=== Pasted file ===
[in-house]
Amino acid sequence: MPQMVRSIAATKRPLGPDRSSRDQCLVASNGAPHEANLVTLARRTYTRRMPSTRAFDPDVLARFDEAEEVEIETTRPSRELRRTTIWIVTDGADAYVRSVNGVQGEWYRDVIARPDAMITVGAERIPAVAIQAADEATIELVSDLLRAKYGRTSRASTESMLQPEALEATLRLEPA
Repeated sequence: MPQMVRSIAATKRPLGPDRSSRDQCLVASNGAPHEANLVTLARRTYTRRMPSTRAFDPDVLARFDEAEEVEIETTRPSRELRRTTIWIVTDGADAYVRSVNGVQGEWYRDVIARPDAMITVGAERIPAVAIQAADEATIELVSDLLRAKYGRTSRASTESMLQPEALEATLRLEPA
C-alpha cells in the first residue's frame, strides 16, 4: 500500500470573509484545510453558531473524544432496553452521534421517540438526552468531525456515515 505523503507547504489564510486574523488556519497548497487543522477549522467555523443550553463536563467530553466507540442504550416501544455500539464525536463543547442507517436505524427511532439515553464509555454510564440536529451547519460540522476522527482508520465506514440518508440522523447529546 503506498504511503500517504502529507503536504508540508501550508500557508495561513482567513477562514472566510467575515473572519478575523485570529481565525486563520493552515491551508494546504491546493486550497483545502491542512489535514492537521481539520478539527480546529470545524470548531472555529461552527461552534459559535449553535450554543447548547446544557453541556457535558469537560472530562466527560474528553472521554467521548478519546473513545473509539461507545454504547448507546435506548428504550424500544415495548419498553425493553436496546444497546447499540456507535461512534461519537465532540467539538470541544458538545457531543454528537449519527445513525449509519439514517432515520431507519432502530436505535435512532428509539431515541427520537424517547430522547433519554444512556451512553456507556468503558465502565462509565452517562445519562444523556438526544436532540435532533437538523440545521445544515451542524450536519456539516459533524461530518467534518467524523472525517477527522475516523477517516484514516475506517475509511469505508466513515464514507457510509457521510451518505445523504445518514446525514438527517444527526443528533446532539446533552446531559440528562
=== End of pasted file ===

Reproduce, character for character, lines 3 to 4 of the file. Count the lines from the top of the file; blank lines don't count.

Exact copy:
Repeated sequence: MPQMVRSIAATKRPLGPDRSSRDQCLVASNGAPHEANLVTLARRTYTRRMPSTRAFDPDVLARFDEAEEVEIETTRPSRELRRTTIWIVTDGADAYVRSVNGVQGEWYRDVIARPDAMITVGAERIPAVAIQAADEATIELVSDLLRAKYGRTSRASTESMLQPEALEATLRLEPA
C-alpha cells in the first residue's frame, strides 16, 4: 500500500470573509484545510453558531473524544432496553452521534421517540438526552468531525456515515 505523503507547504489564510486574523488556519497548497487543522477549522467555523443550553463536563467530553466507540442504550416501544455500539464525536463543547442507517436505524427511532439515553464509555454510564440536529451547519460540522476522527482508520465506514440518508440522523447529546 503506498504511503500517504502529507503536504508540508501550508500557508495561513482567513477562514472566510467575515473572519478575523485570529481565525486563520493552515491551508494546504491546493486550497483545502491542512489535514492537521481539520478539527480546529470545524470548531472555529461552527461552534459559535449553535450554543447548547446544557453541556457535558469537560472530562466527560474528553472521554467521548478519546473513545473509539461507545454504547448507546435506548428504550424500544415495548419498553425493553436496546444497546447499540456507535461512534461519537465532540467539538470541544458538545457531543454528537449519527445513525449509519439514517432515520431507519432502530436505535435512532428509539431515541427520537424517547430522547433519554444512556451512553456507556468503558465502565462509565452517562445519562444523556438526544436532540435532533437538523440545521445544515451542524450536519456539516459533524461530518467534518467524523472525517477527522475516523477517516484514516475506517475509511469505508466513515464514507457510509457521510451518505445523504445518514446525514438527517444527526443528533446532539446533552446531559440528562